In June, our region got a taste of a record-shattering heat wave which, further north, led to many deaths. We are in a historic “severe to exceptional drought,” resulting in depleted reservoirs and mandatory water restrictions. Fire insurance rates are skyrocketing and policies are being cancelled as fire season extends to almost year-round and as wildfires become ever-more ferocious, burning more acres. Even as we pack our go-bags and create fire safe spaces around our homes, we know that catastrophic forest fires could come at any time. Reopening the mine would only make these climate-related impacts worse.

The leaked report of the 2022 Intergovernmental Panel on Climate Change (IPCC) warns of “progressively serious, centuries’ long and, in some cases, irreversible consequences” that will impact people around the world with multiple climate calamities at once: drought, heatwaves, cyclones, wildfires and flooding, leading to widespread hunger and disease. So far, the earth’s average global temperature has risen slightly over 1 degree Celsius, which is about 2 degrees Fahrenheit.  Just imagine what it will be like if it rises to 3 or 4 degrees Celsius! The IPCC report warns, “Life on Earth can recover from a drastic climate shift by evolving into new species and creating new ecosystems… humans cannot.”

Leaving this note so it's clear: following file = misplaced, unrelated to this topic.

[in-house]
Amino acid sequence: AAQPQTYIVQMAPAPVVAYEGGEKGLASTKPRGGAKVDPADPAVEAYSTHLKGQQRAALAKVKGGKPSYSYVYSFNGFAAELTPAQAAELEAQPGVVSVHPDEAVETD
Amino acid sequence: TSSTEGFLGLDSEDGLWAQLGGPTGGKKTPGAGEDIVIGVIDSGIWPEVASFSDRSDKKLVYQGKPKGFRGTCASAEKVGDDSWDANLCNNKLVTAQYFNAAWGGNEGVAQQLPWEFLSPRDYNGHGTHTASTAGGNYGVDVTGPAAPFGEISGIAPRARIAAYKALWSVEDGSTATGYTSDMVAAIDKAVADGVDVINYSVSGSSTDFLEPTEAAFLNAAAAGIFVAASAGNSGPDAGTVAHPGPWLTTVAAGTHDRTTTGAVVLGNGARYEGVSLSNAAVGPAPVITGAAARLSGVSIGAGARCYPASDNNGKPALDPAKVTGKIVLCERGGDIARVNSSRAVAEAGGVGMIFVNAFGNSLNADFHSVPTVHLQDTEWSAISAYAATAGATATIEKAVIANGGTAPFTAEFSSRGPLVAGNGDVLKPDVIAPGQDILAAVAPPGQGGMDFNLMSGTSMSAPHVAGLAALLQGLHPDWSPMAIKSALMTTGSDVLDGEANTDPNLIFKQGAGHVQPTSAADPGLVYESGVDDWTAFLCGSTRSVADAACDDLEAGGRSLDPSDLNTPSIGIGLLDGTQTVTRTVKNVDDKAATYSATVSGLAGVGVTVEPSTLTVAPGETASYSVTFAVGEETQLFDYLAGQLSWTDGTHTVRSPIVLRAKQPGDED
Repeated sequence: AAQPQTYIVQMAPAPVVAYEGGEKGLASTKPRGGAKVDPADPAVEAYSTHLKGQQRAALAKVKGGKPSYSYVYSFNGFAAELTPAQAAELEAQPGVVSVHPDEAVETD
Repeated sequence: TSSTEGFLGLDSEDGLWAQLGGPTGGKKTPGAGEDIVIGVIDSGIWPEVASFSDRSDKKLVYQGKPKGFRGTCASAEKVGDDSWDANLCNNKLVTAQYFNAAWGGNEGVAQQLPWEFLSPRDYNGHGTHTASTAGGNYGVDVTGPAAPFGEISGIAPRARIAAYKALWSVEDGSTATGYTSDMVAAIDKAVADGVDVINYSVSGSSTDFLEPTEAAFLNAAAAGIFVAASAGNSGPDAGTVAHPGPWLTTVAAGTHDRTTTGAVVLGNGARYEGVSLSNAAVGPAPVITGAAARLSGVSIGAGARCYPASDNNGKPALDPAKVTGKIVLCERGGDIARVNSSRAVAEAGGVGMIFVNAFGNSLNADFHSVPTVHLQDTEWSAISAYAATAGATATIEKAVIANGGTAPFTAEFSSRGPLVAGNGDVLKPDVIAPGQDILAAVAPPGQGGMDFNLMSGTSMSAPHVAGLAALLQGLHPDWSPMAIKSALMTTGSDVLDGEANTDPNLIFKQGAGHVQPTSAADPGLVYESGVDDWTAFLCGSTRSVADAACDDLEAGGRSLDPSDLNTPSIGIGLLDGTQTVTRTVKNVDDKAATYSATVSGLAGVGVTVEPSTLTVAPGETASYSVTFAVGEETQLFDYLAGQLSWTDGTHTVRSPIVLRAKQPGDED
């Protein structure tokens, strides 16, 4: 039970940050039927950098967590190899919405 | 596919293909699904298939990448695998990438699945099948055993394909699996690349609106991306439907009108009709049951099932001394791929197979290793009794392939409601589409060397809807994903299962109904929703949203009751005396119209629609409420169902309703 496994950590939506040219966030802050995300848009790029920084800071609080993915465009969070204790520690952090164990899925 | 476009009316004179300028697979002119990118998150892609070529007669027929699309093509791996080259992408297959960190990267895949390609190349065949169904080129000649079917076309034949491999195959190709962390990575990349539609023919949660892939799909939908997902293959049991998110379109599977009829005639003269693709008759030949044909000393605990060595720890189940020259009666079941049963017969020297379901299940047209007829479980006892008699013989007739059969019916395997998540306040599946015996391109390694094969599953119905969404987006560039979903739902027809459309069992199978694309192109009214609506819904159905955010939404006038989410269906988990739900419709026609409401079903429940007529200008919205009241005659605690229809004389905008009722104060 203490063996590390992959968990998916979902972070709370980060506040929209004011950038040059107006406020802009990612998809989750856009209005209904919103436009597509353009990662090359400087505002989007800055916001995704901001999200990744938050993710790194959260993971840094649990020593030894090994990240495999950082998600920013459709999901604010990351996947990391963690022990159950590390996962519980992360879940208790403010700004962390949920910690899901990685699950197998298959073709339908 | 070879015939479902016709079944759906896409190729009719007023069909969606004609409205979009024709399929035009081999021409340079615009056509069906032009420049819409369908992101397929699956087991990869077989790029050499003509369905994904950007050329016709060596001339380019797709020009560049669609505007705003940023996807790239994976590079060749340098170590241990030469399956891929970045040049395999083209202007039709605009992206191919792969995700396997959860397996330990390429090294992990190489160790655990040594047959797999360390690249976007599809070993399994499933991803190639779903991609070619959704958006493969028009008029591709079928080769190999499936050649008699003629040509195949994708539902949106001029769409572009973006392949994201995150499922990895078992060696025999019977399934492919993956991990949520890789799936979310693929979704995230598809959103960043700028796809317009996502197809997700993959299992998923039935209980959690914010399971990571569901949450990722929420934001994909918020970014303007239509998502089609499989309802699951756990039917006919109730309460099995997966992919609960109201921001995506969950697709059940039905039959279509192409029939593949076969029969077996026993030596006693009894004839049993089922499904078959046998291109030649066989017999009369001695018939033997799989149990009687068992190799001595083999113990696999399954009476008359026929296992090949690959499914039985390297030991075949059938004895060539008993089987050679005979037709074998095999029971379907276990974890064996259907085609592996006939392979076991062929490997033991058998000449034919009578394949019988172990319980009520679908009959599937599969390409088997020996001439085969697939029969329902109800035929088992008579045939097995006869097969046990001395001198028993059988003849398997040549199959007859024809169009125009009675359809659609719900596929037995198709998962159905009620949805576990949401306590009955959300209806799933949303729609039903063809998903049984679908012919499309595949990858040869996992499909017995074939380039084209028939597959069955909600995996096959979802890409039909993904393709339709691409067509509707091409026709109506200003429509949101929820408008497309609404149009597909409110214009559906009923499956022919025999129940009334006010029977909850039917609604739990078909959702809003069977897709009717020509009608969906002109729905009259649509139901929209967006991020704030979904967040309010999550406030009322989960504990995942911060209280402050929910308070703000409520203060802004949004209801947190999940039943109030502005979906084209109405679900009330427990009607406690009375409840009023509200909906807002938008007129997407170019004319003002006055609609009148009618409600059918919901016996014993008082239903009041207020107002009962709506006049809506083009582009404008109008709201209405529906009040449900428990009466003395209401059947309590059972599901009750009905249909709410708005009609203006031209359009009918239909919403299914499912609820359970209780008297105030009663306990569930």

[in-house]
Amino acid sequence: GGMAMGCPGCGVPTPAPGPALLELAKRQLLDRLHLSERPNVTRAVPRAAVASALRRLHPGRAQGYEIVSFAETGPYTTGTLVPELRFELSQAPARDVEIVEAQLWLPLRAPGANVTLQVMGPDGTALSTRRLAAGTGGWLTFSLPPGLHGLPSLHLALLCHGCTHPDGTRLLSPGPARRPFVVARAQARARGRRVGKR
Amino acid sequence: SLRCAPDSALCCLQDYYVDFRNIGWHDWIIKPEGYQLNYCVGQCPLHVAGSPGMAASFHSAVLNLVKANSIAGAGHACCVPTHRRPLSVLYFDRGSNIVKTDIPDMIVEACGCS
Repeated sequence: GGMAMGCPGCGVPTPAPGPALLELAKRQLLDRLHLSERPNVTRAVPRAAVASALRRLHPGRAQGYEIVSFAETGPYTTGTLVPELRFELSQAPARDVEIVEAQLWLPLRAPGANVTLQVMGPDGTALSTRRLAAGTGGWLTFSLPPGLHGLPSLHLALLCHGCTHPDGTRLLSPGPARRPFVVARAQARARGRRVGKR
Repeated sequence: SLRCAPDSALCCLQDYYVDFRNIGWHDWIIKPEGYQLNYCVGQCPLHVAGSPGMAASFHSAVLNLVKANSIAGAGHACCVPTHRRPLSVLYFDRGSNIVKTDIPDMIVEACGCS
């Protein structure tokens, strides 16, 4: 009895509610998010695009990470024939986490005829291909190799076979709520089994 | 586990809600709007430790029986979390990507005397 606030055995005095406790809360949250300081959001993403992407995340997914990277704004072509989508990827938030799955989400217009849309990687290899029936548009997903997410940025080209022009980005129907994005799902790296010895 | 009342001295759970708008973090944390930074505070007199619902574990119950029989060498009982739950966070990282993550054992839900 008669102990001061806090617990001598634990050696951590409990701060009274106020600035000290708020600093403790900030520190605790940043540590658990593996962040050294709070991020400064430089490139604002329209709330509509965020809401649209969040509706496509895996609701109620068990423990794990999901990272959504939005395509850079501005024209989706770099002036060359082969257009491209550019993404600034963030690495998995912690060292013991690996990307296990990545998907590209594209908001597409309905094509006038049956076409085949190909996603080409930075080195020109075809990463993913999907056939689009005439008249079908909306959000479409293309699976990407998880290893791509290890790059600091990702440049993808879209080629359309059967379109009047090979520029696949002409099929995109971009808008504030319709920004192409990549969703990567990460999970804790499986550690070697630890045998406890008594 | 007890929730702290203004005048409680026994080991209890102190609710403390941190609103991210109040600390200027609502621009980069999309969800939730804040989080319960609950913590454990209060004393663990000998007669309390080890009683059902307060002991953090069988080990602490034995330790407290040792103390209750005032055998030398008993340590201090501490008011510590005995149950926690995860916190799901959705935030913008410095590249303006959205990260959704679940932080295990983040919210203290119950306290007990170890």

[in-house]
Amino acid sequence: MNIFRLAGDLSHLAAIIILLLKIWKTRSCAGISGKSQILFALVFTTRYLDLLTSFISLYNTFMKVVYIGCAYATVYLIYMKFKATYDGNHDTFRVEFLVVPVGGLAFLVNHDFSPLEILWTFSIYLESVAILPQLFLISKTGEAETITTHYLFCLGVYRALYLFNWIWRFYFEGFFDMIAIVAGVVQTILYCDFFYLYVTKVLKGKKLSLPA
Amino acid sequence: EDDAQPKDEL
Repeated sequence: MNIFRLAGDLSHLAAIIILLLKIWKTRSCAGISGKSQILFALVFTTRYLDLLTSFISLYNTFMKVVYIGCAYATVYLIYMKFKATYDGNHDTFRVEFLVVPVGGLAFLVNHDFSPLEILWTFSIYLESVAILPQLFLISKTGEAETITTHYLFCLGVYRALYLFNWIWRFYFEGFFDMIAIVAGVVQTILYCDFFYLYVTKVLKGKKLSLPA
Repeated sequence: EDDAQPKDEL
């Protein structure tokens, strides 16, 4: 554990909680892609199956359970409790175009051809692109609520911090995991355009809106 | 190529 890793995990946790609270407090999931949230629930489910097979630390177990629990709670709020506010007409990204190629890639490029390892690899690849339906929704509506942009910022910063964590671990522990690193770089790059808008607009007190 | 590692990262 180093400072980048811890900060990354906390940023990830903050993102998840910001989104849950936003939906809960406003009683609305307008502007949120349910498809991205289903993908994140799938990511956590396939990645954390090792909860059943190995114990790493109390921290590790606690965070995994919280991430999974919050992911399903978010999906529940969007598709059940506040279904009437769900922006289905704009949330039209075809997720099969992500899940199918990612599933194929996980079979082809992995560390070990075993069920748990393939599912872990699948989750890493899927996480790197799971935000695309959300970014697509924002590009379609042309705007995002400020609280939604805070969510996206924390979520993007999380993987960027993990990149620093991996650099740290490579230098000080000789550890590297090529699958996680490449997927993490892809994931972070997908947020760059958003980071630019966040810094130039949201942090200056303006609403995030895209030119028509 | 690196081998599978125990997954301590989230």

Nevada County has had the foresight to respond proactively by adopting the Nevada County Energy Action Plan, which was developed by the Sierra Business Council, with support from PG&E, in collaboration with Nevada County and community members. The plan, based on scientific climate forecasts in the context of our region, states: “From record temperatures to proliferating wildfires and changing precipitation patterns, climate change poses an immediate and escalating threat to the region’s environment, economic strength, and public health.”

The plan is intended to “guide local government decisions that will help achieve greater efficiency, reduce costs, and demonstrate the County’s commitment to energy independence and community resilience” and to “inspire residents, businesses, and other public agencies in Nevada County to participate in community efforts and maximize energy efficiency, renewable energy, and water efficiency.”